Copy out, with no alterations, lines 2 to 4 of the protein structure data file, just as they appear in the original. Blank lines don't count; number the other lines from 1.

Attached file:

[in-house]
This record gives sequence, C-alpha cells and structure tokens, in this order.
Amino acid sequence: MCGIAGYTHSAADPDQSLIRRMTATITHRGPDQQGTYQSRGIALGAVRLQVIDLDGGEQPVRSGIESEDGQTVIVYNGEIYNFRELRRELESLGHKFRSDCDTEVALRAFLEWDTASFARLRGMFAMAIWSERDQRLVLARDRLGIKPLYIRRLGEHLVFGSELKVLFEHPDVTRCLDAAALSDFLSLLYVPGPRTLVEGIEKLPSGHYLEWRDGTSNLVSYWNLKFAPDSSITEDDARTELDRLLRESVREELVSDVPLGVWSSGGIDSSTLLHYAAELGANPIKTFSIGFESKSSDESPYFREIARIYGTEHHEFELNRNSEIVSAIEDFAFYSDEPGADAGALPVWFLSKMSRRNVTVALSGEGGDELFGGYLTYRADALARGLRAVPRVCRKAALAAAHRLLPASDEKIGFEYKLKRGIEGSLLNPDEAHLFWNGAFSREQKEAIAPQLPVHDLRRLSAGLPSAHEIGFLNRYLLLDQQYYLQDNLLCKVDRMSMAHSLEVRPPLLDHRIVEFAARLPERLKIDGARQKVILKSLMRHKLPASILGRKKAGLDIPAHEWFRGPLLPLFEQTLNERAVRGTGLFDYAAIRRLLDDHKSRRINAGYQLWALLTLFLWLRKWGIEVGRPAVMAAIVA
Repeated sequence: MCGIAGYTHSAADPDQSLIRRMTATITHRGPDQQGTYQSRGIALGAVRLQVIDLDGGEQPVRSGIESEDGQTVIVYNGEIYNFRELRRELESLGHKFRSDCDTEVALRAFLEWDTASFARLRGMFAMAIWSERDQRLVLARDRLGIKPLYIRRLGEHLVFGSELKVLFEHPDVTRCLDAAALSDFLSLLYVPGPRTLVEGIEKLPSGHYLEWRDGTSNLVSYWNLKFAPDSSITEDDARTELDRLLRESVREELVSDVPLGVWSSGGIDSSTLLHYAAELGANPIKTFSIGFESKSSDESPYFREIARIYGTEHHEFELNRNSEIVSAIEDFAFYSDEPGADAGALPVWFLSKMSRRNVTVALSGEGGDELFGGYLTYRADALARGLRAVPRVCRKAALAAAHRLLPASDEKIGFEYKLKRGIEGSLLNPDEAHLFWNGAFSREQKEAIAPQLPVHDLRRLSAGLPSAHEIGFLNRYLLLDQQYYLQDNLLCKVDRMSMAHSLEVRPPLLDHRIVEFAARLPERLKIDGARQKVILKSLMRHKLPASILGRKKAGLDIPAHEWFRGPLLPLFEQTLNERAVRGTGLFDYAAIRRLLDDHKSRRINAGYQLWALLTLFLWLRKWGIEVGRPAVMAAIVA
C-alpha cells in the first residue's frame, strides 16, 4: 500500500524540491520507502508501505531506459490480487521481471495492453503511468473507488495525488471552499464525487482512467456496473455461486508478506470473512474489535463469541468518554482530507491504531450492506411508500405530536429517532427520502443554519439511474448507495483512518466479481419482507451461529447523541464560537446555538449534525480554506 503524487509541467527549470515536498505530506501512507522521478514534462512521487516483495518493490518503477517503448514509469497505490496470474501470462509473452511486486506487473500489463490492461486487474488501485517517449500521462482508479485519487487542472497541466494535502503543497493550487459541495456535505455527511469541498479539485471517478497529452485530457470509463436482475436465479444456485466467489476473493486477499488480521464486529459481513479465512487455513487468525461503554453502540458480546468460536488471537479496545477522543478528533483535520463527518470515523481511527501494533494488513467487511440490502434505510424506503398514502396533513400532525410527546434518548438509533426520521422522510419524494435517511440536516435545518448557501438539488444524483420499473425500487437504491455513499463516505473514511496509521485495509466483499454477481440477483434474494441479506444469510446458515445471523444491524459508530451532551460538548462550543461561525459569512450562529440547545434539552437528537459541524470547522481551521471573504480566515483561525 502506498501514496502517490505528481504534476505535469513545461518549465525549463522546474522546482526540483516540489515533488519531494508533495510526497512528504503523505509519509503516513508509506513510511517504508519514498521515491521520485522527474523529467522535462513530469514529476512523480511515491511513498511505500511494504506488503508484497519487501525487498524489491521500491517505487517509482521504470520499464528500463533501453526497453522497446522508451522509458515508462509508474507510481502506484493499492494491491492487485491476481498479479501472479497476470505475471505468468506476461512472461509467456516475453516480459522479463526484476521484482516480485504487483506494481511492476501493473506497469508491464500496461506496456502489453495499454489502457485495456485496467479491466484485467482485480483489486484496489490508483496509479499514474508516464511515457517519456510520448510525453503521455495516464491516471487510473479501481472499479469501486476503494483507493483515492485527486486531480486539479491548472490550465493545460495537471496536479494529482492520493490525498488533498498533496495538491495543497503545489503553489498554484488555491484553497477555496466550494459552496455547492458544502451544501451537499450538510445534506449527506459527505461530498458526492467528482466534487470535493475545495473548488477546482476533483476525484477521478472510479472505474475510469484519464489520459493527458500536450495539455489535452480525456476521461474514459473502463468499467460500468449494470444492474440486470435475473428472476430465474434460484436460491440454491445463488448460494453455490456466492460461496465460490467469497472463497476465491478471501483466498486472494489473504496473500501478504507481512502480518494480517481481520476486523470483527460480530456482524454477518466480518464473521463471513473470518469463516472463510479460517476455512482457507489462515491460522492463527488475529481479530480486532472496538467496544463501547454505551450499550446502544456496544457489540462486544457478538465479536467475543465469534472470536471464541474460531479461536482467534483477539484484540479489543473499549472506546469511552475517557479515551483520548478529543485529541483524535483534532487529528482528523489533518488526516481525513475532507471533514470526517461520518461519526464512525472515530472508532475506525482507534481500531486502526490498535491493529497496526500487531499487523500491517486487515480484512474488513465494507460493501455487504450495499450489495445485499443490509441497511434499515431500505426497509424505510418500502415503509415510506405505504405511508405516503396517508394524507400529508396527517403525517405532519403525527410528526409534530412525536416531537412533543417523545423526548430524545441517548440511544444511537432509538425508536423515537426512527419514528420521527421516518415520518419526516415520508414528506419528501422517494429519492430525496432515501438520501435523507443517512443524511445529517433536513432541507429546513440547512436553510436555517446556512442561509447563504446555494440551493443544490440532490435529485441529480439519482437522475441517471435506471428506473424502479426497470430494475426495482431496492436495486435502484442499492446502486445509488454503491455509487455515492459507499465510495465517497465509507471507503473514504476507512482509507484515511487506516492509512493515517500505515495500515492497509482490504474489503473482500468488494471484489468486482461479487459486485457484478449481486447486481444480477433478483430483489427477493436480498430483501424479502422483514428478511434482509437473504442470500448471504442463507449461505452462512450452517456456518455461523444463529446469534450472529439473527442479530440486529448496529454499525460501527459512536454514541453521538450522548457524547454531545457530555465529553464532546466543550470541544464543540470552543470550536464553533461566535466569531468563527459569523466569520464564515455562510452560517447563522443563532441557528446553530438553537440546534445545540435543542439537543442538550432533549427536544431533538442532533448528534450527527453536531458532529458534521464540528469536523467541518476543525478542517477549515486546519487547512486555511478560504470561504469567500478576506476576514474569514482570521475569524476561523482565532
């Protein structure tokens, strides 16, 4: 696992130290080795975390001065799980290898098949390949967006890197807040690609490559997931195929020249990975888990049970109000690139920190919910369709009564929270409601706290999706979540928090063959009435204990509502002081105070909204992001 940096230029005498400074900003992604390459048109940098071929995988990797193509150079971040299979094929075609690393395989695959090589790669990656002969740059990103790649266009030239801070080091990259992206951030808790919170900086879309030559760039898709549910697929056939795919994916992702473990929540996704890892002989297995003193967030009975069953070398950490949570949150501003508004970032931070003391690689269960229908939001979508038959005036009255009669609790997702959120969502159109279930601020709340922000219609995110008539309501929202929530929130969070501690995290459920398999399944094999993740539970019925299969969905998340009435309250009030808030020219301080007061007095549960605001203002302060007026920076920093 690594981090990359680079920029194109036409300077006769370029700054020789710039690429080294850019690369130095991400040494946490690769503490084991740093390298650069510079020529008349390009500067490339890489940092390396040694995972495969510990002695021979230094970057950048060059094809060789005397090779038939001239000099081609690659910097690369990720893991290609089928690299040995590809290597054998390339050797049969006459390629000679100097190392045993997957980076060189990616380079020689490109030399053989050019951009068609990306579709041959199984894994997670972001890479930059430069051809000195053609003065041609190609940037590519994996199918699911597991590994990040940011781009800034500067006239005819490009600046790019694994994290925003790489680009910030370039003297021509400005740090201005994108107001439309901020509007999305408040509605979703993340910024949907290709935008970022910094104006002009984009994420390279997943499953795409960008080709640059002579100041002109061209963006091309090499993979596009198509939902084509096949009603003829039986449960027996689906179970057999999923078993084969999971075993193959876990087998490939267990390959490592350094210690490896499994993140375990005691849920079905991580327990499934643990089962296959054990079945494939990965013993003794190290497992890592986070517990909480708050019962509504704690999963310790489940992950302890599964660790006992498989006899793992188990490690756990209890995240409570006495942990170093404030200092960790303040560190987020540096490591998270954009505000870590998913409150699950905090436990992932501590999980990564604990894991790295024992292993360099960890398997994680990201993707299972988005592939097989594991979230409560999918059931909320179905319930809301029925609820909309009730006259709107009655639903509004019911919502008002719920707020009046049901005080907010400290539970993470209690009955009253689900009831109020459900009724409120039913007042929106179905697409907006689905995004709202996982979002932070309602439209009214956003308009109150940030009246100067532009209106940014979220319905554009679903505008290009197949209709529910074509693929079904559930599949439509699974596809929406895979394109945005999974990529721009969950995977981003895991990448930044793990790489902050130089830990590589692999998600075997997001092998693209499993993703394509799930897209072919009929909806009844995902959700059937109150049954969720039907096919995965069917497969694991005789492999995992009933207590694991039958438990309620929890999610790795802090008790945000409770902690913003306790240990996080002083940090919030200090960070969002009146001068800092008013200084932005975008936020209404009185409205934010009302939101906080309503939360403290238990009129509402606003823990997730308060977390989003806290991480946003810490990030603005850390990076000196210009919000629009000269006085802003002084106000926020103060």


This record gives sequence, C-alpha cells and structure tokens, in this order.
Amino acid sequence: MCGIAGYTHSAADPDQSLIRRMTATITHRGPDQQGTYQSRGIALGAVRLQVIDLDGGEQPVRSGIESEDGQTVIVYNGEIYNFRELRRELESLGHKFRSDCDTEVALRAFLEWDTASFARLRGMFAMAIWSERDQRLVLARDRLGIKPLYIRRLGEHLVFGSELKVLFEHPDVTRCLDAAALSDFLSLLYVPGPRTLVEGIEKLPSGHYLEWRDGTSNLVSYWNLKFAPDSSITEDDARTELDRLLRESVREELVSDVPLGVWSSGGIDSSTLLHYAAELGANPIKTFSIGFESKSSDESPYFREIARIYGTEHHEFELNRNSEIVSAIEDFAFYSDEPGADAGALPVWFLSKMSRRNVTVALSGEGGDELFGGYLTYRADALARGLRAVPRVCRKAALAAAHRLLPASDEKIGFEYKLKRGIEGSLLNPDEAHLFWNGAFSREQKEAIAPQLPVHDLRRLSAGLPSAHEIGFLNRYLLLDQQYYLQDNLLCKVDRMSMAHSLEVRPPLLDHRIVEFAARLPERLKIDGARQKVILKSLMRHKLPASILGRKKAGLDIPAHEWFRGPLLPLFEQTLNERAVRGTGLFDYAAIRRLLDDHKSRRINAGYQLWALLTLFLWLRKWGIEVGRPAVMAAIVA
Repeated sequence: MCGIAGYTHSAADPDQSLIRRMTATITHRGPDQQGTYQSRGIALGAVRLQVIDLDGGEQPVRSGIESEDGQTVIVYNGEIYNFRELRRELESLGHKFRSDCDTEVALRAFLEWDTASFARLRGMFAMAIWSERDQRLVLARDRLGIKPLYIRRLGEHLVFGSELKVLFEHPDVTRCLDAAALSDFLSLLYVPGPRTLVEGIEKLPSGHYLEWRDGTSNLVSYWNLKFAPDSSITEDDARTELDRLLRESVREELVSDVPLGVWSSGGIDSSTLLHYAAELGANPIKTFSIGFESKSSDESPYFREIARIYGTEHHEFELNRNSEIVSAIEDFAFYSDEPGADAGALPVWFLSKMSRRNVTVALSGEGGDELFGGYLTYRADALARGLRAVPRVCRKAALAAAHRLLPASDEKIGFEYKLKRGIEGSLLNPDEAHLFWNGAFSREQKEAIAPQLPVHDLRRLSAGLPSAHEIGFLNRYLLLDQQYYLQDNLLCKVDRMSMAHSLEVRPPLLDHRIVEFAARLPERLKIDGARQKVILKSLMRHKLPASILGRKKAGLDIPAHEWFRGPLLPLFEQTLNERAVRGTGLFDYAAIRRLLDDHKSRRINAGYQLWALLTLFLWLRKWGIEVGRPAVMAAIVA